Elizabeth was someone to be respected. She was the daughter and wife of a priest. She was an older woman of some prominence. Mary, on the other hand, was young and ordinary. Outside of servants and children, there was no one in society who would be required to show respect to Mary.
Now Luke was careful with his words. No passage, indeed no word should be overlooked. Paul includes everything for a reason.
“Mary got up and hurried to a city in the Judean highlands.”
She was in a hurry, maybe because she wanted to know if her cousin Elizabeth was pregnant like the angel said. The highlands are ranges of hills, the southern portion includes the Judean Hills, on which Jerusalem is built. These are steep, rocky hills covered with trees and wildflowers.
“Mary entered Zechariah’s home...” It was not considered Zechariah and Elizabeth’s home because women could not own property – it was Zechariah’s home. So we immediately see that social customs are being honored. Mary knows the power structure and her place in it; we can be sure that she gave Elizabeth the respect that was due her.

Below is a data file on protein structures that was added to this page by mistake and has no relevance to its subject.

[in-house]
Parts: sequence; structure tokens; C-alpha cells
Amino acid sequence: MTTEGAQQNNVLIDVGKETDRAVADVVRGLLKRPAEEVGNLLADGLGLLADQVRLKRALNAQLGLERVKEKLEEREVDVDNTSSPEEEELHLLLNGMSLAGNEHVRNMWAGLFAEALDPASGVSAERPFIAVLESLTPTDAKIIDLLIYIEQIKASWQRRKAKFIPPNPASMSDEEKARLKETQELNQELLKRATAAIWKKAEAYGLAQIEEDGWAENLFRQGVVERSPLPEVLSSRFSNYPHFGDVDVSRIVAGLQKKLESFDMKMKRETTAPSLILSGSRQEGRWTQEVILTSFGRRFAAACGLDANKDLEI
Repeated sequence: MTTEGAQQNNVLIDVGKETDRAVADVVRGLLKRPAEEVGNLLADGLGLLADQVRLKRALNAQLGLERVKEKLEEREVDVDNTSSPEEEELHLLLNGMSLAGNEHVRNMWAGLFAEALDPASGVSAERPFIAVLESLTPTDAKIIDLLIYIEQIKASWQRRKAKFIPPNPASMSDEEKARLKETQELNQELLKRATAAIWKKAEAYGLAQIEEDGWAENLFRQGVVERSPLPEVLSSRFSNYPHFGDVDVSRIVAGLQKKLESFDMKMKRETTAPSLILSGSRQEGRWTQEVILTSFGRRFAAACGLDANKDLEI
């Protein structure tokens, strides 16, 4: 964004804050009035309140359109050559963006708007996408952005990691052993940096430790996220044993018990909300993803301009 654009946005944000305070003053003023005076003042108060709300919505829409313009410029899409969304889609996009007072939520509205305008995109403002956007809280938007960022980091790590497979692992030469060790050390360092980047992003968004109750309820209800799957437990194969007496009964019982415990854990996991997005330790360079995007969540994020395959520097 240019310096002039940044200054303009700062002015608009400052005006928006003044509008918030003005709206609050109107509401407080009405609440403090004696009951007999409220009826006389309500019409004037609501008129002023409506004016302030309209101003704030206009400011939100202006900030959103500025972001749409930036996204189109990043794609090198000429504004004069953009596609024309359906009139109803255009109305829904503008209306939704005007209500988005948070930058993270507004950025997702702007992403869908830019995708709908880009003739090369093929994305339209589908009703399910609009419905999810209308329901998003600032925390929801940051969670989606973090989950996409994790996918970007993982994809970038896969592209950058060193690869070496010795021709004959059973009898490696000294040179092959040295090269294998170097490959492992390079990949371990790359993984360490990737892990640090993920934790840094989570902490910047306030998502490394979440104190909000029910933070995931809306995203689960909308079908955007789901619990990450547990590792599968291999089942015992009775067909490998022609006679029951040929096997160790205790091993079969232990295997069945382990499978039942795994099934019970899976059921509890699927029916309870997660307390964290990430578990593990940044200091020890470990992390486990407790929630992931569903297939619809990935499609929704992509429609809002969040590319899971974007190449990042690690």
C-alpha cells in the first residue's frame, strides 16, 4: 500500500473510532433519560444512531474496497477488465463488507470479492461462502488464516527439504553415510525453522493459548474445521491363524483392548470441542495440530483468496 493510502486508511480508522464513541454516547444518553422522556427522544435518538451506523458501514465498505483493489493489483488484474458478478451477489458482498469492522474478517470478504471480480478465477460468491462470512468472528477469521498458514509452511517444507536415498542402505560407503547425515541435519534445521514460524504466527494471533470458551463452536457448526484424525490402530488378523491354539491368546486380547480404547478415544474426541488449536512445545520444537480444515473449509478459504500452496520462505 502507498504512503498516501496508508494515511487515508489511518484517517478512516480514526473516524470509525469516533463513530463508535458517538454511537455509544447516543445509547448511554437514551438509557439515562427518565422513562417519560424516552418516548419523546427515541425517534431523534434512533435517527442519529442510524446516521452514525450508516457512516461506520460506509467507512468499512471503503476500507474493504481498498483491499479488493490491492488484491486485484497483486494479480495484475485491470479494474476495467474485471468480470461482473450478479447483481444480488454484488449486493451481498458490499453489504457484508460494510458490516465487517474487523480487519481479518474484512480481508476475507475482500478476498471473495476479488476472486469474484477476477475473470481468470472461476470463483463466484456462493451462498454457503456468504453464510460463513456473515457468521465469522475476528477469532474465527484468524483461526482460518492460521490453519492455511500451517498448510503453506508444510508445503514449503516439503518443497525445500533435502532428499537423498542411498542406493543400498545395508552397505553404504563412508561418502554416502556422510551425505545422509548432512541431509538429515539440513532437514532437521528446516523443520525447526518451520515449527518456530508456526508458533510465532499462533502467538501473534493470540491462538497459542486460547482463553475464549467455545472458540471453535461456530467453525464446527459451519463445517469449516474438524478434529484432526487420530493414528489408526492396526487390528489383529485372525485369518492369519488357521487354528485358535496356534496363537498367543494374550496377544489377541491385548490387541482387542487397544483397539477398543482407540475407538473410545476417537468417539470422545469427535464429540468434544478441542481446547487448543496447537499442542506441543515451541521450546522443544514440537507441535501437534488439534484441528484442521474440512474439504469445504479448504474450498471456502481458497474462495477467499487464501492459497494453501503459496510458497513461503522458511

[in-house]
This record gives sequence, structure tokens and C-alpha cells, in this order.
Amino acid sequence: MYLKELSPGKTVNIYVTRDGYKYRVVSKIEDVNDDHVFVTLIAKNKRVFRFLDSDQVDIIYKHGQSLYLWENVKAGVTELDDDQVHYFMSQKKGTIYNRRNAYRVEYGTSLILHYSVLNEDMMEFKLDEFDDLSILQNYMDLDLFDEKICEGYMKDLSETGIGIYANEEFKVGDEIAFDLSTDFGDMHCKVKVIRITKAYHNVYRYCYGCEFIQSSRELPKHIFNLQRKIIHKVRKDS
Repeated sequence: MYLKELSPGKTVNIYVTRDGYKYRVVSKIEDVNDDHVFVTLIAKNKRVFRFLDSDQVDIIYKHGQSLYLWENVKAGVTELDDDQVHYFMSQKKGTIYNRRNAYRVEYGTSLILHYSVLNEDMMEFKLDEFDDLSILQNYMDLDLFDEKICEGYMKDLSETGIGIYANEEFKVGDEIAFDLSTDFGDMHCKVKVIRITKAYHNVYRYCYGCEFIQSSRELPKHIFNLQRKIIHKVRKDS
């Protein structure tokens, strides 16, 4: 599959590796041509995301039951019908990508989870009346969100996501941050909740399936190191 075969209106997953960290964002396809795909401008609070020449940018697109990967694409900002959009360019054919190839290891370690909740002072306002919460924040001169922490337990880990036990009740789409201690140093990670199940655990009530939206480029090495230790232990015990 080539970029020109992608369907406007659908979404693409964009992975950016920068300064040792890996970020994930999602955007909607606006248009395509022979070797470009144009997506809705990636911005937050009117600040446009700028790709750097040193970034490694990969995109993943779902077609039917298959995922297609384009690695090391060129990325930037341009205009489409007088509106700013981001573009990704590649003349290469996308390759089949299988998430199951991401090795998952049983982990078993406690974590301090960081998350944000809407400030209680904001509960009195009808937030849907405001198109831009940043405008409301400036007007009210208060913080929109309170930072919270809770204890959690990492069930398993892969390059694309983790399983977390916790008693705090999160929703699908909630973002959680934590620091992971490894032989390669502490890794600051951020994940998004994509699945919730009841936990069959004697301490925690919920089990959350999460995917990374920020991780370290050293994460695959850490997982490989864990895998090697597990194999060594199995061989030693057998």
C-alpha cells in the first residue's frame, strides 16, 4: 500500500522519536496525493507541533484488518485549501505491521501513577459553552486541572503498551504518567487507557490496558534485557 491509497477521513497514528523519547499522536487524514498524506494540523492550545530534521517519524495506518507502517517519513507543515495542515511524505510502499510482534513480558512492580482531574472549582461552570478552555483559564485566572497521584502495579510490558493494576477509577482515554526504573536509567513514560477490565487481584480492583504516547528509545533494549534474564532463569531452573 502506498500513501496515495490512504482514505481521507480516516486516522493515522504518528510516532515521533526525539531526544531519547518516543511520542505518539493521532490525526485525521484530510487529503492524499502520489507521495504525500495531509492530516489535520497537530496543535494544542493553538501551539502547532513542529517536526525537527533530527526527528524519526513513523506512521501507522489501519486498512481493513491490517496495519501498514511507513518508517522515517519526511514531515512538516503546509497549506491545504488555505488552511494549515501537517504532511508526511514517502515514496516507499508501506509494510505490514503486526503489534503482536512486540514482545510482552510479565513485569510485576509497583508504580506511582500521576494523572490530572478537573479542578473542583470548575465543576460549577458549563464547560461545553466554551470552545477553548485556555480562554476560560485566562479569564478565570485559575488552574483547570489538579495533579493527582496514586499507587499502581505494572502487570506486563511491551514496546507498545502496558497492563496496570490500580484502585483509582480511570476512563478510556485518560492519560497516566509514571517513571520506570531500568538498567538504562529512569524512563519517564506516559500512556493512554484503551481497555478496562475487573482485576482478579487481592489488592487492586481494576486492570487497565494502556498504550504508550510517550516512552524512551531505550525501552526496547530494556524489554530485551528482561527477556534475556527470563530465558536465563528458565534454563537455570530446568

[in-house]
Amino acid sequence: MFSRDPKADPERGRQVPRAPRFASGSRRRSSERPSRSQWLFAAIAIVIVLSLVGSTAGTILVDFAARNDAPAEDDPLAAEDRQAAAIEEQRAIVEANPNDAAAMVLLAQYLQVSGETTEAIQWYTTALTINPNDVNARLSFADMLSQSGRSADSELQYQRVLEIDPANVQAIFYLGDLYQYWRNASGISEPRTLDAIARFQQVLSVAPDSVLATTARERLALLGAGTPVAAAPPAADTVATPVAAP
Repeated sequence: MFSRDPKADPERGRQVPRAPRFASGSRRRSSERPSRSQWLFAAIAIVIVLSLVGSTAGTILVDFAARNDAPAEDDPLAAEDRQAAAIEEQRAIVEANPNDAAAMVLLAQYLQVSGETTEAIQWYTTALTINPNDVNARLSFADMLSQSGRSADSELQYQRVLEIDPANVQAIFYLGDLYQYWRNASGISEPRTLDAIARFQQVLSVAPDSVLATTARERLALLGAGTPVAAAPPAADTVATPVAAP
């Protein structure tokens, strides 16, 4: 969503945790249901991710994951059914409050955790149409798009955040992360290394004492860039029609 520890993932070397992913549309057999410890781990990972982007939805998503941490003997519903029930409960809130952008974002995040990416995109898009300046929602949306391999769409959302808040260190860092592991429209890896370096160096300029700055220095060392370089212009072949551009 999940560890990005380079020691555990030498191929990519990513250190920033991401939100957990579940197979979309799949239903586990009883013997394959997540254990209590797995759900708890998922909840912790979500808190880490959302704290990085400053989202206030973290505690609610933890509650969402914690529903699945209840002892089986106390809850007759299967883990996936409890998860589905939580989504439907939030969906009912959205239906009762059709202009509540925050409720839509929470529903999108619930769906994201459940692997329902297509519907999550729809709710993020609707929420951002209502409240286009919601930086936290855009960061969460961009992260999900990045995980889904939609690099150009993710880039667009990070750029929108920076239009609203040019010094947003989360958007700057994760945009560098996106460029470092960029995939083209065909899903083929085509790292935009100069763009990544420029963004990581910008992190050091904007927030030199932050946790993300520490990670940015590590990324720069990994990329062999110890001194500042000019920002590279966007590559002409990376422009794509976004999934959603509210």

“…and greeted Elizabeth.”We can imagine, in the traditional Hebrew greeting, Mary bowing with the palms of her hands together, saying, “Shalom Aleikhem,” “Peace to you.” —But this was no ordinary greeting of two relatives; this was the voice of the Holy Spirit. And then come the blessings from two people who were NOT in the blessing business.
Blessings were given by priests. Any blessing, in this house particularly, should have come from a priest. Priests were the ones who were to bless and priests were exclusively male. Lay men and women, whether they were young or old, received blessings. Even the daughters of priests, even the wives of priests did not give blessings and certainly blessings did not come from teenage girls. But on this visit, it was through the greeting of Mary that blessings came. Under the Spirits inspiration, Elizabeth prophetically proclaims that the younger, ordinary Mary, in fact, surpasses her. Elizabeth defied social custom and even called Mary, “the mother of my Lord.”